Last week Jeff and I went to Burning Man, the weeklong event held once a year in the northern Nevada desert to celebrate creativity, self-reliance and community. Trying to describe it is often compared with the attempt of trying to describe color to a blind person, but this BuzzFeed article comes close. It’s huge (68,000 people – temporarily becoming Nevada’s 3rd largest city), crazy (24 hours of non-stop music, light and people) and just simply wonderful. We went with 28 strangers in our camp who quickly became lifelong friends, bawled our eyes out at one of the most beautiful marriage ceremonies we’ve ever attended and learned to embrace the “Burner Culture” founded on the Ten Principles (which basically boil down to: “Get your shit together and also love everyone”).
The alkaline dust that coats everything is pervasive and corrosive, so I didn’t take my camera out much. The following pictures are the ones I did take in an attempt to document one my favorite weeks I’ve been alive, and due credit is given for the (much better) photos I’ve borrowed.
Tickets – check. Camelback – check. Crazy fur costumes – check.
Our group right before we left. To be honest at this point I knew only one or two names. Now I love these people so much.
Top of truck: Tyson. Back row LtR: Ben, Mikey, Spencer, Me, Jeff, Josh, Andrea, Symon, Ashley, Matt, Phil, Amy, Mary. Front row LtR: Anna, Yoni and Eric.
Packing and labeling the food
Two of the Principles of Burning Man are Radical Self Reliance and Decommodification – Basically you’ve got to bring everything for the week with you, there is no food to be bought in the desert. As a camp we coordinated food for 30+ people for a week and signed up for shifts to cook it (Jeff and I had Thursday night: Chicken teriyaki with rice and veggies).
We left Seattle on Saturday afternoon at 3:10p and arrived in Black Rock City at 5:30a Monday morning. Our camp’s theme was Owl Town and “Hoot” was the adorable mascot for the Jeep.
Stopping somewhere in Oregon to try down the tarps.
Our little caravan held 3 vehicles, 2 trailers and 15 people with enough supplies to last us a week in some pretty extreme conditions.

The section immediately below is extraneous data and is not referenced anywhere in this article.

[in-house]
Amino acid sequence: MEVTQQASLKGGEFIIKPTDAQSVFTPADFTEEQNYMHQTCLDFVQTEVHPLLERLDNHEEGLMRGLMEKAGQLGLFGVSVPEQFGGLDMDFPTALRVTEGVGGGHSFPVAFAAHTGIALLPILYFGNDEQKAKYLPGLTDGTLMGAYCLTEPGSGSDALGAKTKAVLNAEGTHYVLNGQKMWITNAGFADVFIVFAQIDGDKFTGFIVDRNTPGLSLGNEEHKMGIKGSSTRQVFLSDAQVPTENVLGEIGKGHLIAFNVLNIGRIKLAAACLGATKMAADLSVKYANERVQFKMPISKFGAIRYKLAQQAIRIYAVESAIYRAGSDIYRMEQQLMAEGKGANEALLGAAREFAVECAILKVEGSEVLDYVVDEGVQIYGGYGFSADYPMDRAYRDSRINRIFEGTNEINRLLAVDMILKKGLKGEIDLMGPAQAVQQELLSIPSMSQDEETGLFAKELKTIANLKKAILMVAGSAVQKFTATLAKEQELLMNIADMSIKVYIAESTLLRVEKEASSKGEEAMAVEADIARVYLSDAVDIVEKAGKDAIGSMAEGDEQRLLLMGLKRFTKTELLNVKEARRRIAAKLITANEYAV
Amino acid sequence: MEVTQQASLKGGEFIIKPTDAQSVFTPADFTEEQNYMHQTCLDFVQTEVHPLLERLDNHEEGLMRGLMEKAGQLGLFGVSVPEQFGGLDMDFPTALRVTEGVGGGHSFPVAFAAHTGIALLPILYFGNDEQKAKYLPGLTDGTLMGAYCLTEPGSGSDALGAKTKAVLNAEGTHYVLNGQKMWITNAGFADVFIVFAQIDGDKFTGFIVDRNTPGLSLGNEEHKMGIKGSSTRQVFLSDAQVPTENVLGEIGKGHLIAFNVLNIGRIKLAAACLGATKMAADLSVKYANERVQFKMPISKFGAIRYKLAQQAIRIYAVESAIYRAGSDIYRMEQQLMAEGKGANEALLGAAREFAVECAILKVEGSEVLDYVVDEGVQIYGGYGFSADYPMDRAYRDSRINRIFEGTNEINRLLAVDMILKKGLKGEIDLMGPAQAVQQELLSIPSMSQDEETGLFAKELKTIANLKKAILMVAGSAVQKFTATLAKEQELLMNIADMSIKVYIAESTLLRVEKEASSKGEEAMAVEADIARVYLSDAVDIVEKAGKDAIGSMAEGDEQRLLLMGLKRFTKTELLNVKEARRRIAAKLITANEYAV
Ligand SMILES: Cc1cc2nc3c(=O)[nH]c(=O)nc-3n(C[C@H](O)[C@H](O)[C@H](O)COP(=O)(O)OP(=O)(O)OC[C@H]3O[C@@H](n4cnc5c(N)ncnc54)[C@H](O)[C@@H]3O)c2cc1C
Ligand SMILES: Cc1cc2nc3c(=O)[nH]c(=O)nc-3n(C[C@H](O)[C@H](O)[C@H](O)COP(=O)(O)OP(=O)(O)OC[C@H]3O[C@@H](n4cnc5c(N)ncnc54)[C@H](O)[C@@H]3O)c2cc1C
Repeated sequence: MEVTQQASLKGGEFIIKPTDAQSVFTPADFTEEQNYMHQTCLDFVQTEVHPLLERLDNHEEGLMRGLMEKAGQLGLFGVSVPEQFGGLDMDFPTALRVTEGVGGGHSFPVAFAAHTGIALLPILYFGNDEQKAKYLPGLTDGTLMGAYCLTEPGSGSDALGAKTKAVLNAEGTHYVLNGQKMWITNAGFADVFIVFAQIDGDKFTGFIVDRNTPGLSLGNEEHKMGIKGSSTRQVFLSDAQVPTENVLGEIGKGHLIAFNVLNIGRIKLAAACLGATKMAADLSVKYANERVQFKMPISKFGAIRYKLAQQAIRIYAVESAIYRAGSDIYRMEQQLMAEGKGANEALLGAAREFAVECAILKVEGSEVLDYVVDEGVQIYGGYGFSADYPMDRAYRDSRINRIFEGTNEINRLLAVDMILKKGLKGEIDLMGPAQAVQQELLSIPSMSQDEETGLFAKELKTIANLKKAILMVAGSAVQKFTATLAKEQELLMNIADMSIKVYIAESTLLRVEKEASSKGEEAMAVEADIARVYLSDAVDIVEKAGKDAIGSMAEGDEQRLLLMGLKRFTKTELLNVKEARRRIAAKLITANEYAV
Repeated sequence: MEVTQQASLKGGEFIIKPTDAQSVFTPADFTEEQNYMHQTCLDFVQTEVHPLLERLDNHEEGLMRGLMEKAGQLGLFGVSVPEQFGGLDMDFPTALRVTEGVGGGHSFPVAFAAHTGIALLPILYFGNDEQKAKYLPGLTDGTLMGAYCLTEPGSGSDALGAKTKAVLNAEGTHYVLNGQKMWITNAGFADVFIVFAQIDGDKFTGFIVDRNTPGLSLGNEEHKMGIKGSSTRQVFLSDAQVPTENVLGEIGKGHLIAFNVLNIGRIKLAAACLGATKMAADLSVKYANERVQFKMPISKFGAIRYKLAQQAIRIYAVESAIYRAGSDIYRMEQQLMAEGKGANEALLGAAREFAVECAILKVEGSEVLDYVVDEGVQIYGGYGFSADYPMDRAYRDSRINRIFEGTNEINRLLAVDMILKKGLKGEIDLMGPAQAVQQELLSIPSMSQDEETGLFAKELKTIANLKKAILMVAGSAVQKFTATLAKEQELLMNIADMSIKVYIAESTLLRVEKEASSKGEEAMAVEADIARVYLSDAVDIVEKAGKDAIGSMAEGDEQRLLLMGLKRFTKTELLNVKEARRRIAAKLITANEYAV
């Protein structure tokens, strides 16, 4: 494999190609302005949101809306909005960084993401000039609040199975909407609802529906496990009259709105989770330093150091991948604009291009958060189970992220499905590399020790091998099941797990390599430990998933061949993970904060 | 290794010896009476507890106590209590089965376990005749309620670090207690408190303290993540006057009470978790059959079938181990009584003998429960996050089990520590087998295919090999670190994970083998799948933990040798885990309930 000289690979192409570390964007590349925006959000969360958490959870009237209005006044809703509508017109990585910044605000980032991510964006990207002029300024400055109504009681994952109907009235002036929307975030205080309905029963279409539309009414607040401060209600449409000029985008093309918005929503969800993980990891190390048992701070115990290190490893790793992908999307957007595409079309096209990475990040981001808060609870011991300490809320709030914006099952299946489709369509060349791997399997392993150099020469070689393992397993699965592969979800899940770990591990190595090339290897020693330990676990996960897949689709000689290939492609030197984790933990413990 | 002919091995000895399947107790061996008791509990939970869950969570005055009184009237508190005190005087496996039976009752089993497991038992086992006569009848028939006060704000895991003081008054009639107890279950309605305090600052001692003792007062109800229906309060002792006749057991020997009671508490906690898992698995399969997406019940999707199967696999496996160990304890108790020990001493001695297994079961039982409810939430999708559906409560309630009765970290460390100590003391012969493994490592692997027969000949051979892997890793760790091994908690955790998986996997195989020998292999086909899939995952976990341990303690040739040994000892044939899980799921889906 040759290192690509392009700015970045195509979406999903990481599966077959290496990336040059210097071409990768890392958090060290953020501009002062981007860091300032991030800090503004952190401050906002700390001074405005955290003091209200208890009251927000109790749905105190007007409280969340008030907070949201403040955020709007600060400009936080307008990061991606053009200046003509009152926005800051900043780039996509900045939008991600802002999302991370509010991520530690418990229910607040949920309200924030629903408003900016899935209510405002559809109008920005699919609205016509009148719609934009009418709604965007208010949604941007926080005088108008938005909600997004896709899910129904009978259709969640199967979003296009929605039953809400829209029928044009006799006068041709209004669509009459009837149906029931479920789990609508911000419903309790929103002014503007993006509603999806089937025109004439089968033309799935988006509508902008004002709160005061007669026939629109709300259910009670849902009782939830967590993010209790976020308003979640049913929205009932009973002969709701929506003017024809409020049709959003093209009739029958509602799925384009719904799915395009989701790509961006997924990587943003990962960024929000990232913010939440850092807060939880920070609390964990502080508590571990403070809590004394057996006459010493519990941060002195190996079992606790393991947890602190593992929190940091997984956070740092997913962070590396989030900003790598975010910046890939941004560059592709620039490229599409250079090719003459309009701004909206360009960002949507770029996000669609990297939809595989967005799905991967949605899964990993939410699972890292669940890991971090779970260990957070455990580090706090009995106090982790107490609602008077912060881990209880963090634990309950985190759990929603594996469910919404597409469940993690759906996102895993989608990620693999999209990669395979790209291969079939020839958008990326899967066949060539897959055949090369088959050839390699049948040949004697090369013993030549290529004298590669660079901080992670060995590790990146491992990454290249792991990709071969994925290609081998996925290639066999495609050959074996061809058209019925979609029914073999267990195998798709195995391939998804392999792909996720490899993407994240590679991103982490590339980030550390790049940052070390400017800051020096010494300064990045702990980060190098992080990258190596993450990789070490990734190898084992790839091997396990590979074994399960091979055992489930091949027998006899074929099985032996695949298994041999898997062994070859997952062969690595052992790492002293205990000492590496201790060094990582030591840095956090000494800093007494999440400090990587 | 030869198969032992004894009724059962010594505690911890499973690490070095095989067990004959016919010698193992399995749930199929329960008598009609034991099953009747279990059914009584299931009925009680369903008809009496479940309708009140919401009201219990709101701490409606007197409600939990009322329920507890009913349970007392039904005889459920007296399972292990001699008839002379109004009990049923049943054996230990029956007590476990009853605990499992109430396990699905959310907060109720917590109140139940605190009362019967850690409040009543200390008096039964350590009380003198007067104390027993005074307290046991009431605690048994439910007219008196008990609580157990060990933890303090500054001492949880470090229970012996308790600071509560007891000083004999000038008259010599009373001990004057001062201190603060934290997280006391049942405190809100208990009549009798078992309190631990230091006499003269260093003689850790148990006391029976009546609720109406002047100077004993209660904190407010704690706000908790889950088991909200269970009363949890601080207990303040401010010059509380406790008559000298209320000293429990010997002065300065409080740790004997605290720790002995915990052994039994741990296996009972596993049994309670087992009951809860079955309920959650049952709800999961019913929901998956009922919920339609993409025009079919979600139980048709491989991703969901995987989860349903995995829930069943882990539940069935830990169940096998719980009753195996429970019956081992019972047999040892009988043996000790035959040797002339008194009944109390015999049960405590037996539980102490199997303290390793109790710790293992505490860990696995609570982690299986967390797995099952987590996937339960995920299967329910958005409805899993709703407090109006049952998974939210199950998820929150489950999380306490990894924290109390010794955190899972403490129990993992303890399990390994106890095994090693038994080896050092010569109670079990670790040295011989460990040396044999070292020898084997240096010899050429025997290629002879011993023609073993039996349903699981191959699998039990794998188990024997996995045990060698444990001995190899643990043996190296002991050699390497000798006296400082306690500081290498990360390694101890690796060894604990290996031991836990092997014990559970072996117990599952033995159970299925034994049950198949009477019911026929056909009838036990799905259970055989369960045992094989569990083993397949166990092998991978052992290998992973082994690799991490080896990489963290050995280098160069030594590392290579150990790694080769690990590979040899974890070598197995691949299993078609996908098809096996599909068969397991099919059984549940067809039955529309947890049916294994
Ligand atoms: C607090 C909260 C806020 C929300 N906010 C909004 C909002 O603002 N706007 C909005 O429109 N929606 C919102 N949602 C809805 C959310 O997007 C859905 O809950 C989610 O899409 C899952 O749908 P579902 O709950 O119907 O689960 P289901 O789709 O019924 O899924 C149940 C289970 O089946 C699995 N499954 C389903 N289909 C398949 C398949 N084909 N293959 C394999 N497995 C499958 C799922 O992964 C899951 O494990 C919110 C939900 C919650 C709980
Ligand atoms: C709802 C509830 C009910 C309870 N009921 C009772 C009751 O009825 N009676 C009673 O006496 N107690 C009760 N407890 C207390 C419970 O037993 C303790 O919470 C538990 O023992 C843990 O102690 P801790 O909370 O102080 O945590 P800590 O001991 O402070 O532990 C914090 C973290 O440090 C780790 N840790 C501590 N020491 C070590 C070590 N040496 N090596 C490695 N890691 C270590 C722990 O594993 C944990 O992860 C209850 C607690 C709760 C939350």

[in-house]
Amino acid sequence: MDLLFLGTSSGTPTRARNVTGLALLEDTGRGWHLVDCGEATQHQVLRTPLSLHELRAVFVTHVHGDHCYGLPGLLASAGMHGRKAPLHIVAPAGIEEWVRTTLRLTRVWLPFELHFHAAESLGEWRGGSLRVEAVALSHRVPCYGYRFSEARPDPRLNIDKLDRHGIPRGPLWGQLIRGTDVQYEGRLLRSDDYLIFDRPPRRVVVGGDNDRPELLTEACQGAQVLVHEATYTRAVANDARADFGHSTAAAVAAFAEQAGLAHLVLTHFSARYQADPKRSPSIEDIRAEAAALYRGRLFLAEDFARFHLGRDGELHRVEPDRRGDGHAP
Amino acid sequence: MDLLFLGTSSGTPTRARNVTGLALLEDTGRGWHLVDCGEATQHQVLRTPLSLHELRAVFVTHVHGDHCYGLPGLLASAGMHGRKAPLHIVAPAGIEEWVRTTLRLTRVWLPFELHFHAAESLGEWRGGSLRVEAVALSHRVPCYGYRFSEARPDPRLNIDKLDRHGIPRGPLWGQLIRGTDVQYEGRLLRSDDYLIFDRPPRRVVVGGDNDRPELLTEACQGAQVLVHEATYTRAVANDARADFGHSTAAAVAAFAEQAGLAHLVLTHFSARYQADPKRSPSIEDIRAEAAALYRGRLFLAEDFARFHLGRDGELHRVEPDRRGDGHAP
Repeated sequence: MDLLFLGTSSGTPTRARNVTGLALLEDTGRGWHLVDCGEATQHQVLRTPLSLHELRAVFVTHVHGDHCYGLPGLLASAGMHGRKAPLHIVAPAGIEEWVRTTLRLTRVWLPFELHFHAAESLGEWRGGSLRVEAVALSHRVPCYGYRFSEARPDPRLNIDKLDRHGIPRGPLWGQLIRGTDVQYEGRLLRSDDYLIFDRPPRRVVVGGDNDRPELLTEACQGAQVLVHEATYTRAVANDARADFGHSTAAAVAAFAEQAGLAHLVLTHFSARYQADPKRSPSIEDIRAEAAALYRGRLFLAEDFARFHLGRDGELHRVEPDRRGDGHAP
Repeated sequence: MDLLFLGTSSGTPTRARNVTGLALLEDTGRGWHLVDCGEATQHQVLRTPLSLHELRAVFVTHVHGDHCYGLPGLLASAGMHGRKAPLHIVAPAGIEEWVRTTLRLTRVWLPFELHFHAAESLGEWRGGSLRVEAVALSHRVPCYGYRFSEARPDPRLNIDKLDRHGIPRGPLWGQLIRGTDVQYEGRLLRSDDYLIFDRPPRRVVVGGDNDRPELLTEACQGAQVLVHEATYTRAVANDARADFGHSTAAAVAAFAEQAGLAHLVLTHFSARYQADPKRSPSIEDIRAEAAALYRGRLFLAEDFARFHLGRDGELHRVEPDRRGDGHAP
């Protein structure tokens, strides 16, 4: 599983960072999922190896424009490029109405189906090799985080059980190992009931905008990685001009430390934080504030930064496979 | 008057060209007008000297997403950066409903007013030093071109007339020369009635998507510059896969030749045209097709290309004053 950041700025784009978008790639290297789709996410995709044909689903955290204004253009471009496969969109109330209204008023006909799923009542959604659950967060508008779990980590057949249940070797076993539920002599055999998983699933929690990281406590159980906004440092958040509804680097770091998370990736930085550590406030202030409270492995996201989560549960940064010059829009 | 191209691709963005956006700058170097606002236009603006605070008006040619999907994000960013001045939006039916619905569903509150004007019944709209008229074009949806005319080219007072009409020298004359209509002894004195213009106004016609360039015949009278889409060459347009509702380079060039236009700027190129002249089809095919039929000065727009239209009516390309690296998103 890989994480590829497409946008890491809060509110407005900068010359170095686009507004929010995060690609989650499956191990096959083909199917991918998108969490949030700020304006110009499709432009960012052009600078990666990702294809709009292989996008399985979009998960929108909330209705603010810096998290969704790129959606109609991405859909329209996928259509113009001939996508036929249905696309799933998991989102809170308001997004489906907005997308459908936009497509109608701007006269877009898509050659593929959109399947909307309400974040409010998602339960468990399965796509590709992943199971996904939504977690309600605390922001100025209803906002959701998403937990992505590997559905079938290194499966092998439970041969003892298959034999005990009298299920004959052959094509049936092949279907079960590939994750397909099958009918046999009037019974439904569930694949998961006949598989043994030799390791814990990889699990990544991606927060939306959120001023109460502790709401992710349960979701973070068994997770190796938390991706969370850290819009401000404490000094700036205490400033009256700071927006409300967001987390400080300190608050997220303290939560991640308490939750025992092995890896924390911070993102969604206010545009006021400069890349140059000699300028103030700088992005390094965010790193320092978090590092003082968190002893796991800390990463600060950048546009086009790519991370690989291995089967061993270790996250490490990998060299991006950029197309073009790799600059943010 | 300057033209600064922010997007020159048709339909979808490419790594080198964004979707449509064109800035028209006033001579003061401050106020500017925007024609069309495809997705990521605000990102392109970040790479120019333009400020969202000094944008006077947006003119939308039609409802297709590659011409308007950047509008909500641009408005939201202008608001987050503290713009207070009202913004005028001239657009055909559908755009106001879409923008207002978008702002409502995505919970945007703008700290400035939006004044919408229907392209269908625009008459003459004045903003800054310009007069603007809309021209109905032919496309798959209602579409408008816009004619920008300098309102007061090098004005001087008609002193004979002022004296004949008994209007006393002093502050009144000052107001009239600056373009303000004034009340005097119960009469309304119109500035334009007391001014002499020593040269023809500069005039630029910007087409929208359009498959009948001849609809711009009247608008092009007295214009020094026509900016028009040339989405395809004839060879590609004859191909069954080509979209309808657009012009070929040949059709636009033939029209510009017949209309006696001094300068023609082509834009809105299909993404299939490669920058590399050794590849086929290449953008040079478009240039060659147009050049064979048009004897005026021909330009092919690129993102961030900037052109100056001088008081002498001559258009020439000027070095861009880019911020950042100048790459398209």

The view when you’re caravanning behind your friends’ trailer for hours.
We finally made it through the gate and into camp as the sun was rising on Monday morning. The first shape I could make out was a ship. Yes, a ship with masts parked next to our tent. It was the first of many “art cars” we would see out on the playa.
This is the ship I had my first glance of. I stole this picture from this flikr page: http://www.flickr.com/photos/thelastminute/7964064238/.
There are three ways to get around Burning Man: Walking (it’s realllllly far, and realllllly dusty); Biking (on your decorated bike of course); or by hopping on one of these art cars which are just amazing.
And then I put my camera away for three days because of the dust and constant running around and doing things. The art that people bring to display on the playa (read: large, flat, dry, dusty, prehistoric lake bed) is incredible and more pops up each day. We rode our bikes for hours trying to see it all and then when we’d get tired we’d sit and chat with people from all over the globe.
On Wednesday we had the really cool chance to go up in a plane with some skydivers to see the city from the air. One of the members of our camp had put us in contact with the members of Burning Sky, the camp that organizes planes to take skydivers up over Black Rock City and some observers along with them.
We met at their camp on the other end of the playa and a plane art car took us out to the airport. It’s a temporary airport that exists, like everything else in the city, for only one week out of the year.
They fit all of the observers with parachutes as well with only two instructions: “If the pilot tells you to get out, get out. Next, pull the cord next to your heart”. I’d only been skydiving once – I really didn’t want to do it again.
All parachuted up and ready to go
Ready for the skydivers to exit the plane.
Black Rock City from the air.
It was incredibly dusty on the day we went up, so the picture quality isn’t great. I was just amazing by how HUGE it is. Seriously, for one week of the year it’s the 3rd largest city in Nevada – and then a week later it all just disappears.
To give you some idea of scale. Stolen from here (http://www.buzzfeed.com/kevintang/53-things-i-learned-at-burning-man).
The streets are laid out in a radial pattern – from 2 to 10 o’clock and then the concentric circles are alphabetized out from the center from A to L. We were camped at 8:20 and E – so just to the right of that 9’o clock line in the picture, about halfway out (kinda near the “9”). The man is in the center of the empty area known as the playa.
We survived our airplane trip without having to use the parachutes! Our plane art car made it back to the Burning Sky camp about the same time that the skydivers did!
More to come.